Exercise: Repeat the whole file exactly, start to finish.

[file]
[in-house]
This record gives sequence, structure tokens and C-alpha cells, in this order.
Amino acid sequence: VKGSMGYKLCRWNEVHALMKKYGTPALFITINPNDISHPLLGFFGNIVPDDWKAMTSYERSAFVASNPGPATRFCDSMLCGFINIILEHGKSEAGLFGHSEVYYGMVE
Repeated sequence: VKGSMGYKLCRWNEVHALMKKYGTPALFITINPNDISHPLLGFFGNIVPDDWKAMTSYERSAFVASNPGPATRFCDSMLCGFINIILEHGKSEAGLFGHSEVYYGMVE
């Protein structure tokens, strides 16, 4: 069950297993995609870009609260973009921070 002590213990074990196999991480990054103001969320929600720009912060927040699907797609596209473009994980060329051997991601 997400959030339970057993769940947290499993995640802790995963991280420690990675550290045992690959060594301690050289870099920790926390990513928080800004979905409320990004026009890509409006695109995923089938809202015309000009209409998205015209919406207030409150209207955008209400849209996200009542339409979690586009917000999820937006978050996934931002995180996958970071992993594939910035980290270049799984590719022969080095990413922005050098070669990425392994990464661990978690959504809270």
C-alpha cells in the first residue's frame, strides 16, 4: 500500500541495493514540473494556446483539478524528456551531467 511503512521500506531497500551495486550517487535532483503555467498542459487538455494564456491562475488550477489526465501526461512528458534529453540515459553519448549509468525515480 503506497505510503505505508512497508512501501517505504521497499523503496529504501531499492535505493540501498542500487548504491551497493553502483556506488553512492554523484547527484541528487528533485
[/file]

[in-house]
This record gives sequence, structure tokens and C-alpha cells, in this order.
Amino acid sequence: VKGSMGYKLCRWNEVHALMKKYGTPALFITINPNDISHPLLGFFGNIVPDDWKAMTSYERSAFVASNPGPATRFCDSMLCGFINIILEHGKSEAGLFGHSEVYYGMVE
Repeated sequence: VKGSMGYKLCRWNEVHALMKKYGTPALFITINPNDISHPLLGFFGNIVPDDWKAMTSYERSAFVASNPGPATRFCDSMLCGFINIILEHGKSEAGLFGHSEVYYGMVE
């Protein structure tokens, strides 16, 4: 069950297993995609870009609260973009921070 002590213990074990196999991480990054103001969320929600720009912060927040699907797609596209473009994980060329051997991601 997400959030339970057993769940947290499993995640802790995963991280420690990675550290045992690959060594301690050289870099920790926390990513928080800004979905409320990004026009890509409006695109995923089938809202015309000009209409998205015209919406207030409150209207955008209400849209996200009542339409979690586009917000999820937006978050996934931002995180996958970071992993594939910035980290270049799984590719022969080095990413922005050098070669990425392994990464661990978690959504809270």
C-alpha cells in the first residue's frame, strides 16, 4: 500500500541495493514540473494556446483539478524528456551531467 511503512521500506531497500551495486550517487535532483503555467498542459487538455494564456491562475488550477489526465501526461512528458534529453540515459553519448549509468525515480 503506497505510503505505508512497508512501501517505504521497499523503496529504501531499492535505493540501498542500487548504491551497493553502483556506488553512492554523484547527484541528487528533485